Andrew Grice: The Week in Politics

When will the PM go? Only he knows
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The Independent Online

He's back, but for how long? As Tony Blair returned from his holiday in Barbados yesterday, there was a strong sense of déjà vu in the air. Mr Blair tries to regain the initiative with policy announcements as another tricky party conference looms, while the Prime-Minister-still-in-waiting next door wonders when his turn will come.

Yet something is different. Mr Blair's time is running out; next month's gathering in Manchester could be his last. But as he reflected on his future, he apparently reached the view there was no sense of national crisis in Britain that should force him into a hasty exit from Downing Street. He intends to stick around for at least another year.

Such a conclusion will not surprise his Labour critics, whose numbers have grown considerably over what they see as his slavish support for George Bush over the Lebanon crisis. His planned visit to the Middle East next month is unlikely to change minds. To the critics, the Prime Minister's apparent desire to stay on will look like further evidence of a bunker mentality in No 10.

In their eyes, there might not be a national crisis, but there is certainly one looming for Labour. Many in his party have concluded that its prospects of winning a fourth election recede every month he remains its leader.

Labour MPs want to settle their nerves. If they can't persuade Mr Blair to stand down this autumn, they want to at least prise out of him a date by when he will go. They hope he will oblige by the time he addresses the Labour conference on 26 September.

Such pressure is not coming from the usual suspects. Ominously, the demands for a departure timetable were backed this week by Lord Soley, the normally loyal former chairman of the Parliamentary Labour Party.

Yet the critics may again be disappointed. Mr Blair will have to say something about his future to prevent the next month being overshadowed by it. But the something may turn out to be very little indeed, and is likely to stop a long way short of giving a date. During his hols, Mr Blair apparently reinforced his judgement that talking about his exit strategy does not halt speculation about it. He admits making a fundamental mistake two years ago, when he announced he would not seek a fourth term as Prime Minister.

He bought a little time after last year's election by pledging a "stable and orderly transition" but when he promised his successor "ample time" after the local elections in May, it didn't solve anything. So he seems to think there is little point in being more specific at this stage, that he would be a dead duck once he names a firm date.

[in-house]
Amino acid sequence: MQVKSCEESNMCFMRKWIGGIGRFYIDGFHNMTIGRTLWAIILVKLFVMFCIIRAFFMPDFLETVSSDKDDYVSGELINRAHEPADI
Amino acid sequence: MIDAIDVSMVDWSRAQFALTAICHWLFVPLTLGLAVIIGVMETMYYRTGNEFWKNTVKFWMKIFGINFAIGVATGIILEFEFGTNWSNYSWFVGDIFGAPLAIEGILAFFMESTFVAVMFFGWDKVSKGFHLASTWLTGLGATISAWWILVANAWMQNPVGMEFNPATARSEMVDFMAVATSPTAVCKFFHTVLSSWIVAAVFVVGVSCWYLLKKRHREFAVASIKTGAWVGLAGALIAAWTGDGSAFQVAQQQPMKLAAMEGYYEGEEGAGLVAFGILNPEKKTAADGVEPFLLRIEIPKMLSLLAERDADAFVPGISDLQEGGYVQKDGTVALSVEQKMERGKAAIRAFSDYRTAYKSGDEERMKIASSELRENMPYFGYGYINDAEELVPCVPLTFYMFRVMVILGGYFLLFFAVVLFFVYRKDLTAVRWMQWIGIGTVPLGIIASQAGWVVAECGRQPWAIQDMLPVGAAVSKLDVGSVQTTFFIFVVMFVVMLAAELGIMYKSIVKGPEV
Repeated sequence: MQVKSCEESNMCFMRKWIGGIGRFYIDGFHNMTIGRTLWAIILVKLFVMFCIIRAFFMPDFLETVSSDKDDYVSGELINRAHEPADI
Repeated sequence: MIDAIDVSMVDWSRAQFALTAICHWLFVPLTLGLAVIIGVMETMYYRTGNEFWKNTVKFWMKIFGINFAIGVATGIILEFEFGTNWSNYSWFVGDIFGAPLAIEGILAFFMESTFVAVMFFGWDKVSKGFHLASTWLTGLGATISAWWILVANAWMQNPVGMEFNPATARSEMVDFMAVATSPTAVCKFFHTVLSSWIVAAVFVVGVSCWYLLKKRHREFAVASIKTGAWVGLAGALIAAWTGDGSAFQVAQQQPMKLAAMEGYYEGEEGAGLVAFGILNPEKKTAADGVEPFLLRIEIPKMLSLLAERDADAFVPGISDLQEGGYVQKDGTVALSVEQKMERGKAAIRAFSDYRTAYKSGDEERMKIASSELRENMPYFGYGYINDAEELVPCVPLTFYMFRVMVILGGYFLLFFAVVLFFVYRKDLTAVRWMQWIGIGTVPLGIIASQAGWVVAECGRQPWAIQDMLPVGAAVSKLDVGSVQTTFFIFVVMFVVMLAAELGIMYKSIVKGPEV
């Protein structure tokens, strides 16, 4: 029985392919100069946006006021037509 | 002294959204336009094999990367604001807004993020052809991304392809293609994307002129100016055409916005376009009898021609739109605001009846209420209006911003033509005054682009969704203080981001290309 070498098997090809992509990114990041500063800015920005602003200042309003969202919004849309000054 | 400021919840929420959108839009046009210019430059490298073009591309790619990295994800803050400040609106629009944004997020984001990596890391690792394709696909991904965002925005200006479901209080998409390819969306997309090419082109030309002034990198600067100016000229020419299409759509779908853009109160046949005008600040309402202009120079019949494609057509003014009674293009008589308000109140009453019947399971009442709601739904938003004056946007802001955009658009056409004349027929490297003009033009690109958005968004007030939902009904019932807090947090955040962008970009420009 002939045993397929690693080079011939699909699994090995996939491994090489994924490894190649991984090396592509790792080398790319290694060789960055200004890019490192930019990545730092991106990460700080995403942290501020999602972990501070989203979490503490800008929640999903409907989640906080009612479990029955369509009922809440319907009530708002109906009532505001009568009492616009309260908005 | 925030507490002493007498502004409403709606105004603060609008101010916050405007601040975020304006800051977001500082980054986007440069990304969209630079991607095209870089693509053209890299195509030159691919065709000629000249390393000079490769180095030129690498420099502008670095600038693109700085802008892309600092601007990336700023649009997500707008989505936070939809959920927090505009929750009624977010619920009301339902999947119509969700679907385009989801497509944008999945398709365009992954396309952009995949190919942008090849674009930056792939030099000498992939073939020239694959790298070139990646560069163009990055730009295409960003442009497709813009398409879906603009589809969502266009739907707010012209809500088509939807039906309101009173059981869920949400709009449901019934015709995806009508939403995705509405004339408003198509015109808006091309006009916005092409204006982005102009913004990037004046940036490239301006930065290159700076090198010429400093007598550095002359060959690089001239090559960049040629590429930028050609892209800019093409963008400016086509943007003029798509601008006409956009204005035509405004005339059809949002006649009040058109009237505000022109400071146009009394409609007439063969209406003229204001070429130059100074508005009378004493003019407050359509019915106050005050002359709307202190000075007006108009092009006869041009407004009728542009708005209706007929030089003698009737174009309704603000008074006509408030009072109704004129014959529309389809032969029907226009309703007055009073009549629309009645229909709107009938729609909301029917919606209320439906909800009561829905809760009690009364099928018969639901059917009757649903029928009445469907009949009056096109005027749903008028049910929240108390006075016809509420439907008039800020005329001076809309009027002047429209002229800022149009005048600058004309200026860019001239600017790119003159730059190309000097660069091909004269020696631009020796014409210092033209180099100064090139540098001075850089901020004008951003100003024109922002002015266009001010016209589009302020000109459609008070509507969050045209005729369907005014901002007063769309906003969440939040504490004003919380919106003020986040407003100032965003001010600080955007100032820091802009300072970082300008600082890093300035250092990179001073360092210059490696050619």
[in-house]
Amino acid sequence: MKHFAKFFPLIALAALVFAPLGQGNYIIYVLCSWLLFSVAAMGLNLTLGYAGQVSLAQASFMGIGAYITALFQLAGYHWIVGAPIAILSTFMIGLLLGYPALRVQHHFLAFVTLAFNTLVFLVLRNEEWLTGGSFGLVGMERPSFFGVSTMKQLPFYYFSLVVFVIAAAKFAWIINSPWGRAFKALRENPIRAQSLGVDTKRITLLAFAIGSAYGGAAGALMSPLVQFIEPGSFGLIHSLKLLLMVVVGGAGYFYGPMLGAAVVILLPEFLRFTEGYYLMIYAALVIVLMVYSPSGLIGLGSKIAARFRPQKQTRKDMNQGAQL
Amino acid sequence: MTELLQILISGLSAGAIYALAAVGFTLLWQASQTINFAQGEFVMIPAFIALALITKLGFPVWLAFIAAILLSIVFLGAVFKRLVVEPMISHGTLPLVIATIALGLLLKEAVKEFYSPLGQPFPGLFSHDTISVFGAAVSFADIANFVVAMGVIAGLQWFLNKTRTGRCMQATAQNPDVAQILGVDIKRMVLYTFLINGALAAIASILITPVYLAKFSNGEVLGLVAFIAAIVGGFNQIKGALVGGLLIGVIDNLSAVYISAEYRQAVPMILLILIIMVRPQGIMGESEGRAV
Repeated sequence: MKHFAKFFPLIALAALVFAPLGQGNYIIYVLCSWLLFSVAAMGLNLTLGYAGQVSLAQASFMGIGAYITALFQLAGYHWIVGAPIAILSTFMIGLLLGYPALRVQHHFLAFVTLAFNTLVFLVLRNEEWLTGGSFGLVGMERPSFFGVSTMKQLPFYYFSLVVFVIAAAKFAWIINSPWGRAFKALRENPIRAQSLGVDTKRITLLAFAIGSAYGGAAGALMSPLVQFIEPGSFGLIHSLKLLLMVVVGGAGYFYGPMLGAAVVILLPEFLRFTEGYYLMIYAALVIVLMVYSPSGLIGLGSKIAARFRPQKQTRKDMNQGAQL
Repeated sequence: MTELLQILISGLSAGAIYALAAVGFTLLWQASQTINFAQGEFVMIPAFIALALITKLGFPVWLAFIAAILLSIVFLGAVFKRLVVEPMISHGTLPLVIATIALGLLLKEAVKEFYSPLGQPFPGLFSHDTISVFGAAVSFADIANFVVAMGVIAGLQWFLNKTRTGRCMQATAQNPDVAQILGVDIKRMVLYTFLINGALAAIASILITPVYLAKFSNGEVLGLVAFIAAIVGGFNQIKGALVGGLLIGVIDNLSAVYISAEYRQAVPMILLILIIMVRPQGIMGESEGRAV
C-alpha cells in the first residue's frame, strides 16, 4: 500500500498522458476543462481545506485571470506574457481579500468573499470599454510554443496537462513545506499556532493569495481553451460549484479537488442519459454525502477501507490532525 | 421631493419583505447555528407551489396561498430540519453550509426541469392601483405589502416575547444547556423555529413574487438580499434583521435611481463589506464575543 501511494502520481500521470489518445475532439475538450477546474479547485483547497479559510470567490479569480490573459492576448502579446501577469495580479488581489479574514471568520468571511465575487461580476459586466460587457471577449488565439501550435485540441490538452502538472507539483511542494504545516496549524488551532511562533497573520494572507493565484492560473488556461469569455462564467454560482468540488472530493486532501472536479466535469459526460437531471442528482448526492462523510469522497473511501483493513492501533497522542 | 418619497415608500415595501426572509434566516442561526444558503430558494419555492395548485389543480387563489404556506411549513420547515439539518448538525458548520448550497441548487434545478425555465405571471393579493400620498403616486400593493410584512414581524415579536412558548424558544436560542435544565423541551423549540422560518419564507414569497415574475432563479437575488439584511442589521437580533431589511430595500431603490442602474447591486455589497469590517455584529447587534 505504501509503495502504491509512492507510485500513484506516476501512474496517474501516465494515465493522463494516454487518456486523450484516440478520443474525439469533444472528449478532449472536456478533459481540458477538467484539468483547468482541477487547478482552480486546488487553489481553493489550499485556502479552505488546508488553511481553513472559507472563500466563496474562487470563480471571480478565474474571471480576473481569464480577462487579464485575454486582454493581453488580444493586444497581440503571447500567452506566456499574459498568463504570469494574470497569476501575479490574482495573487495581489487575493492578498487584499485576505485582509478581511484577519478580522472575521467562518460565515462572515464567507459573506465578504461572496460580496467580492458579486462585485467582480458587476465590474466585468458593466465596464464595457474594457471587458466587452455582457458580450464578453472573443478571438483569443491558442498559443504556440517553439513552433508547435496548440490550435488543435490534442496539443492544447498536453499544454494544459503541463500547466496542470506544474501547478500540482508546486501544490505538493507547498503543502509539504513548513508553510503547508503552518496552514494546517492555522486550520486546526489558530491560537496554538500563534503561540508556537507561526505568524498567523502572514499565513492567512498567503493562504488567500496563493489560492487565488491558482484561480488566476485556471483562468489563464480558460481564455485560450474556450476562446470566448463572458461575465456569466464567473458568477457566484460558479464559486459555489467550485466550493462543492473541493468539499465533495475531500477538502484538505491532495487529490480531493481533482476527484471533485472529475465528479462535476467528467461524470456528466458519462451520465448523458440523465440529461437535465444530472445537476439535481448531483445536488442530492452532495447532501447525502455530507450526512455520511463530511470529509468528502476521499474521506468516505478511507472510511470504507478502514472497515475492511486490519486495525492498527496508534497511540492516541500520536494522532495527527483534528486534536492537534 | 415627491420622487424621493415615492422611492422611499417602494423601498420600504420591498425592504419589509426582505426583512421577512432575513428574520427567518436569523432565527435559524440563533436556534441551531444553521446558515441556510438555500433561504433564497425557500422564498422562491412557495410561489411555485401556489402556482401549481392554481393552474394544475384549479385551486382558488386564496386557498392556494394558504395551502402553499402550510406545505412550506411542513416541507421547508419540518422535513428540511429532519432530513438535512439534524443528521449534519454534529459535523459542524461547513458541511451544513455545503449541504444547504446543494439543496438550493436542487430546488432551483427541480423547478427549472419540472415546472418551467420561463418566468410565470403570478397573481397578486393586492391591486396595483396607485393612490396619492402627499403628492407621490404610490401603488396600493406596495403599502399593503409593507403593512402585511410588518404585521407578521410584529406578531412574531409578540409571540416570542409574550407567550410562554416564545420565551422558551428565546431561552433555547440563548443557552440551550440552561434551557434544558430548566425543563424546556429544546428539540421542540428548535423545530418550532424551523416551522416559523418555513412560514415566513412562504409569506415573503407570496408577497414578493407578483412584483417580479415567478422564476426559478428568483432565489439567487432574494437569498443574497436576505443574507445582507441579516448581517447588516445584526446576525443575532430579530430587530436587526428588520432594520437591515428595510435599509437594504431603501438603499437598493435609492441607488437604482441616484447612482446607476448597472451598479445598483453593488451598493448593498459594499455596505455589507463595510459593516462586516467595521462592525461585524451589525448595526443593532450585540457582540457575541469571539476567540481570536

He knows full well that Margaret Thatcher was ejected by her own party, not the voters, and does not want to suffer such an ignominous exit, which would damage Labour as well as his own reputation.

His strategy is to get on with the job, facing up to new challenges such as terrorism and immigration, and show that his party is not merely contemplating its own navel. The annual autumn policy blitz takes on more importance than usual. But it won't be easy to inject much fizz after nine years in power, at a time when his own MPs want to know not about his policies but Gordon Brown's.

The Chancellor wants to offer both "continuity and change", maintaining Mr Blair's original appeal to Middle England but winning back the voters' lost trust. But until Mr Brown takes over, we will know very little about what that means in practice.

The question of just how different Mr Brown would be is something of an obsesssion for ultra-Blairites. They are trying to force the Chancellor to sign up in blood to the Blair agenda continuing after Blair. Some of them even think it would be better to have a "real contest" for the leadership in which Mr Brown faced a challenge from a Blairite such as John Reid or Alan Johnson rather than a token left-wing opponent who would be crushed.

Mr Reid is the flavour of the month after an assured response to the latest terror threat. He has a spring in his step. Friends noted he finally went off on his hols when Mr Blair returned from his - hardly a vote of confidence in John Prescott.

Mr Brown intends to be the New Labour candidate in the leadership election. Any doubts should have been allayed by his pledge to renew Britain's independent nuclear deterrent.

So when will Mr Blair depart? We still don't know. Nor do his allies. Perhaps even he doesn't. His decision, when it comes, is not one to be taken by committee or a handful of trusted advisers. It will be a lonely one, taken by one man.